“Myles is a freak of an athlete,” said former UCLA defensive tackle Kenny Clark, also working out at the combine this week. “He could shut down a whole side of the field. Whoever he’s lined up on, he’s as athletic as that guy.… Quarterbacks didn’t want to attack him. He didn’t have many interceptions because they didn’t want to throw toward him.”

The 6-foot-1, 245-pound Jack has heard from various NFL teams who envision him as a fit at all three linebacker spots, or even at safety. “I see myself as a football player,” he said. “I want the teams to decide for themselves. I feel like I can play any position.”

Even though the Bruins used him all over the field, Jack said, “I expect to be at a specific position. I’m sure some teams may want to move me around. They may see my skill set as being on the ball, off the ball, doing a bunch of different things. But I’m definitely looking forward to playing just one position and really honing my skills on that.”

Jack said he wouldn’t mind being a safety in the mold of Seattle’s Kam Chancellor, among his favorite NFL players. He kept close tabs on Chancellor in his early years with the Seahawks, back when Jack played at neighboring Bellevue High. Once, the two had a chance meeting.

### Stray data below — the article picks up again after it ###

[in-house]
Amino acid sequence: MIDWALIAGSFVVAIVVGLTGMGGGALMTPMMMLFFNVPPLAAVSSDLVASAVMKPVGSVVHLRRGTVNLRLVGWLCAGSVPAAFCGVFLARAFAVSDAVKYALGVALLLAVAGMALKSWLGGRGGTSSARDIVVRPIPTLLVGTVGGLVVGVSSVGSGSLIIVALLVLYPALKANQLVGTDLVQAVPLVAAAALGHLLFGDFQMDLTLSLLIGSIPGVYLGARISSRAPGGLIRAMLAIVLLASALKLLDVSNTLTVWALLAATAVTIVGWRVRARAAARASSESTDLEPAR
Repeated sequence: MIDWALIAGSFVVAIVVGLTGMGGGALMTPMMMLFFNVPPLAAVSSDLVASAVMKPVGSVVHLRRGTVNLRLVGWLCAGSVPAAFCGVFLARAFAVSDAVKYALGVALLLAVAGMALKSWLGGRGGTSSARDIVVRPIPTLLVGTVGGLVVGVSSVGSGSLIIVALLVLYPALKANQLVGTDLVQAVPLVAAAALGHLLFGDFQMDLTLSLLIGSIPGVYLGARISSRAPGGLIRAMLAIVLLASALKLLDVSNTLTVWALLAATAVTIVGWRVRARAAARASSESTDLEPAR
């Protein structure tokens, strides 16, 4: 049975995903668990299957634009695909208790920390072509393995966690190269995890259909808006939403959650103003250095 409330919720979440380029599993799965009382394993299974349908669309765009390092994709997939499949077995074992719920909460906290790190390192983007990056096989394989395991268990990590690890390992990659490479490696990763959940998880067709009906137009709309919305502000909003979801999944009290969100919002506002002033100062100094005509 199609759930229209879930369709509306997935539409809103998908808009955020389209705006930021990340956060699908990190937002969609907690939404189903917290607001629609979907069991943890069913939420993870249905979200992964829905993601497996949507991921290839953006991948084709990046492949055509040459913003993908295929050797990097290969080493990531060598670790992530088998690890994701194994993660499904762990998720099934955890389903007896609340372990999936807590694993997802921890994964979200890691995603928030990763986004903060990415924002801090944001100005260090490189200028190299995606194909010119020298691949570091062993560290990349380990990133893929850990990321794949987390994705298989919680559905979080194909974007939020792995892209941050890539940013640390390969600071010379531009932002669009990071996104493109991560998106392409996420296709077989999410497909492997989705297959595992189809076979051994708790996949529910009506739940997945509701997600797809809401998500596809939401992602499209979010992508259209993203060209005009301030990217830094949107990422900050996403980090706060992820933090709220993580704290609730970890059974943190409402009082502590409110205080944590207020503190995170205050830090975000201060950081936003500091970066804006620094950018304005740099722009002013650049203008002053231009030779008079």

“He probably doesn’t remember, but I met him at a Jack in the Box,” Jack said. “It was probably 10 at night on a Friday. He came in and we took a picture with him.”

Jack was ordering his typical fare at the time — 99-cent tacos — and his diet didn’t change much during his UCLA days.

“He was eating In-N-Out Burgers every day, Chick-fil-A — everybody eats like that at school,” said his agent, John Thornton. “But when you’re going through rehab, you’ve got to change your body.”

So Jack, who did his rehabilitation at the Fischer Institute in Phoenix, changed his diet and spent long hours rebuilding the strength and flexibility in his knee. He considers invaluable the lessons he learned from the NFL-bound UCLA linebackers who came before him: Anthony Barr, a first-round pick by Minnesota in 2014, and Eric Kendricks, taken in the second round by the Vikings last year.

“Anthony, he was just a gamer,” Jack said. “He’d come out and no matter whether we were losing or winning he just brought that same motor every single play. And then with Eric, I really learned that preparation aspect.… I really picked that up from him, him studying and really paying attention to film, instead of just watching guys run the ball, watching guys score touchdowns. He’s looking at linemen. He’s looking at what they’re running in third-and-one situations and stuff like that.”

Jack said his job now is to go out and “erase” any doubts scouts might have about him.

“I don’t have any issues, any character flaws, I haven’t done anything bad,” he said. “Really, the medical question is the only question people have, and I feel like I can erase all that on my pro day.”

Thornton said he’s heard a familiar refrain from a lot of teams this week — “You won’t be there when we’re drafting” — but added, “We’re going to be there for somebody.”

And Jack will be ready to put his best high-top forward.

Twitter: @LATimesfarmer